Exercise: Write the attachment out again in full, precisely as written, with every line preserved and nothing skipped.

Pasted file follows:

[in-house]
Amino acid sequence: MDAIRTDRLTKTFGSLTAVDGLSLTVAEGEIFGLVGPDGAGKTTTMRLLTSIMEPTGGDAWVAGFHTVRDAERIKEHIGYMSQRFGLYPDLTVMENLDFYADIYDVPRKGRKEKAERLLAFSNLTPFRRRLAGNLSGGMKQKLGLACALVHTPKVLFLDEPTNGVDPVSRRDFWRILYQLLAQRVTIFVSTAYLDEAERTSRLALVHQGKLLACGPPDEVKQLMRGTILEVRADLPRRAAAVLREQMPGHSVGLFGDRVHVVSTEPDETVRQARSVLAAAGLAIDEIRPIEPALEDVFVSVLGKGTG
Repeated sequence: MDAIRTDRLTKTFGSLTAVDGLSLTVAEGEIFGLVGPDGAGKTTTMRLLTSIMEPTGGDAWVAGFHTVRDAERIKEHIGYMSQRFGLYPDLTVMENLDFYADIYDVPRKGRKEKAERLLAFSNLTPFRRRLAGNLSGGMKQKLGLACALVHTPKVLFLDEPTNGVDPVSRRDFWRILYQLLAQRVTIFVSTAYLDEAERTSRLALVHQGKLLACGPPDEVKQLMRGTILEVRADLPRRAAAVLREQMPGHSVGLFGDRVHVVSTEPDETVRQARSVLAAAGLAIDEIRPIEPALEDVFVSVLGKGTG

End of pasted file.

[in-house]
Amino acid sequence: MDAIRTDRLTKTFGSLTAVDGLSLTVAEGEIFGLVGPDGAGKTTTMRLLTSIMEPTGGDAWVAGFHTVRDAERIKEHIGYMSQRFGLYPDLTVMENLDFYADIYDVPRKGRKEKAERLLAFSNLTPFRRRLAGNLSGGMKQKLGLACALVHTPKVLFLDEPTNGVDPVSRRDFWRILYQLLAQRVTIFVSTAYLDEAERTSRLALVHQGKLLACGPPDEVKQLMRGTILEVRADLPRRAAAVLREQMPGHSVGLFGDRVHVVSTEPDETVRQARSVLAAAGLAIDEIRPIEPALEDVFVSVLGKGTG
Repeated sequence: MDAIRTDRLTKTFGSLTAVDGLSLTVAEGEIFGLVGPDGAGKTTTMRLLTSIMEPTGGDAWVAGFHTVRDAERIKEHIGYMSQRFGLYPDLTVMENLDFYADIYDVPRKGRKEKAERLLAFSNLTPFRRRLAGNLSGGMKQKLGLACALVHTPKVLFLDEPTNGVDPVSRRDFWRILYQLLAQRVTIFVSTAYLDEAERTSRLALVHQGKLLACGPPDEVKQLMRGTILEVRADLPRRAAAVLREQMPGHSVGLFGDRVHVVSTEPDETVRQARSVLAAAGLAIDEIRPIEPALEDVFVSVLGKGTG